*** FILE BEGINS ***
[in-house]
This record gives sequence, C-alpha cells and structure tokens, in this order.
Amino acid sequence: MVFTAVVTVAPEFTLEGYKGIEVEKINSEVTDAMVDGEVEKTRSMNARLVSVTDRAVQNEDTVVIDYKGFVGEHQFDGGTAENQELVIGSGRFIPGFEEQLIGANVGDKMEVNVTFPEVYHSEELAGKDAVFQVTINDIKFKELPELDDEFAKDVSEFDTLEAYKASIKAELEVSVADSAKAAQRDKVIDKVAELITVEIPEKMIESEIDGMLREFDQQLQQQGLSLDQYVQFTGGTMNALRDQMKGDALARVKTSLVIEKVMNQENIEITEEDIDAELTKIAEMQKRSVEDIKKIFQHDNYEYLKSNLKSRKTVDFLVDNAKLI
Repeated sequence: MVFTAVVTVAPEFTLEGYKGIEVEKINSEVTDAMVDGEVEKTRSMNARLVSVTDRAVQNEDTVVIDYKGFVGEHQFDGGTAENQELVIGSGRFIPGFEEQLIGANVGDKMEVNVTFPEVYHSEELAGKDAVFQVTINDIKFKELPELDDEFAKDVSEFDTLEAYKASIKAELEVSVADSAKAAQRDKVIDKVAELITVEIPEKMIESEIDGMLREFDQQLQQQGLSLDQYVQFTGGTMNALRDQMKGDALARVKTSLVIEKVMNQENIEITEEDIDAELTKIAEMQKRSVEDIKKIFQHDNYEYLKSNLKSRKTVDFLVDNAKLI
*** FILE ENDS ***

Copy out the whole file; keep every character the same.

[in-house]
This record gives sequence, C-alpha cells and structure tokens, in this order.
Amino acid sequence: MVFTAVVTVAPEFTLEGYKGIEVEKINSEVTDAMVDGEVEKTRSMNARLVSVTDRAVQNEDTVVIDYKGFVGEHQFDGGTAENQELVIGSGRFIPGFEEQLIGANVGDKMEVNVTFPEVYHSEELAGKDAVFQVTINDIKFKELPELDDEFAKDVSEFDTLEAYKASIKAELEVSVADSAKAAQRDKVIDKVAELITVEIPEKMIESEIDGMLREFDQQLQQQGLSLDQYVQFTGGTMNALRDQMKGDALARVKTSLVIEKVMNQENIEITEEDIDAELTKIAEMQKRSVEDIKKIFQHDNYEYLKSNLKSRKTVDFLVDNAKLI
Repeated sequence: MVFTAVVTVAPEFTLEGYKGIEVEKINSEVTDAMVDGEVEKTRSMNARLVSVTDRAVQNEDTVVIDYKGFVGEHQFDGGTAENQELVIGSGRFIPGFEEQLIGANVGDKMEVNVTFPEVYHSEELAGKDAVFQVTINDIKFKELPELDDEFAKDVSEFDTLEAYKASIKAELEVSVADSAKAAQRDKVIDKVAELITVEIPEKMIESEIDGMLREFDQQLQQQGLSLDQYVQFTGGTMNALRDQMKGDALARVKTSLVIEKVMNQENIEITEEDIDAELTKIAEMQKRSVEDIKKIFQHDNYEYLKSNLKSRKTVDFLVDNAKLI